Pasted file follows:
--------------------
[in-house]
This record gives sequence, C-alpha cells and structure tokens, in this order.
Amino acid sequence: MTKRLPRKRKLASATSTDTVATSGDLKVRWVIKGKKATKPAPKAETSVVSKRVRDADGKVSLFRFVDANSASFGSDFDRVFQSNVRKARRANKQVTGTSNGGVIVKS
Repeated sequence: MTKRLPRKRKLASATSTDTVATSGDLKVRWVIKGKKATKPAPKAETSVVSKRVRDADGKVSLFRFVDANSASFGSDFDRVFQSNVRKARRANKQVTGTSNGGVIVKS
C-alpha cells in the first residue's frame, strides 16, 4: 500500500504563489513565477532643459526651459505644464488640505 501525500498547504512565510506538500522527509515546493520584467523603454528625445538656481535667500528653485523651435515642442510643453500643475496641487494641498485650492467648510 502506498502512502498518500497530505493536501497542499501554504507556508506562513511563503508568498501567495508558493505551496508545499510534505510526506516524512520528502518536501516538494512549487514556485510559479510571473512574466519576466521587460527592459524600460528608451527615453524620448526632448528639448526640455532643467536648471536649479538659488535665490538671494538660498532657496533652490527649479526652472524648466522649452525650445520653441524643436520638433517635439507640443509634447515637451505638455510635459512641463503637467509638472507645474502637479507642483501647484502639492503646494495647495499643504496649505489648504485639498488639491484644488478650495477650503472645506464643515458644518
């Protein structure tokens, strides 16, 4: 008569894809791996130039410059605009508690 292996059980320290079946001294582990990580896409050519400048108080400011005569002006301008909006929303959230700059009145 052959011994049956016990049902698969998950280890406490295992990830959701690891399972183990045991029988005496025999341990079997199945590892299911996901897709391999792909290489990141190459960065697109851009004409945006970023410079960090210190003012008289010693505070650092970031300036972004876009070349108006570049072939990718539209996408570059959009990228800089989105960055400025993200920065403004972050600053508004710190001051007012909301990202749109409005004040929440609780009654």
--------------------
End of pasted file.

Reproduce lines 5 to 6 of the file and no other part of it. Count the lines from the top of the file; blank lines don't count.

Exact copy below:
C-alpha cells in the first residue's frame, strides 16, 4: 500500500504563489513565477532643459526651459505644464488640505 501525500498547504512565510506538500522527509515546493520584467523603454528625445538656481535667500528653485523651435515642442510643453500643475496641487494641498485650492467648510 502506498502512502498518500497530505493536501497542499501554504507556508506562513511563503508568498501567495508558493505551496508545499510534505510526506516524512520528502518536501516538494512549487514556485510559479510571473512574466519576466521587460527592459524600460528608451527615453524620448526632448528639448526640455532643467536648471536649479538659488535665490538671494538660498532657496533652490527649479526652472524648466522649452525650445520653441524643436520638433517635439507640443509634447515637451505638455510635459512641463503637467509638472507645474502637479507642483501647484502639492503646494495647495499643504496649505489648504485639498488639491484644488478650495477650503472645506464643515458644518
């Protein structure tokens, strides 16, 4: 008569894809791996130039410059605009508690 292996059980320290079946001294582990990580896409050519400048108080400011005569002006301008909006929303959230700059009145 052959011994049956016990049902698969998950280890406490295992990830959701690891399972183990045991029988005496025999341990079997199945590892299911996901897709391999792909290489990141190459960065697109851009004409945006970023410079960090210190003012008289010693505070650092970031300036972004876009070349108006570049072939990718539209996408570059959009990228800089989105960055400025993200920065403004972050600053508004710190001051007012909301990202749109409005004040929440609780009654």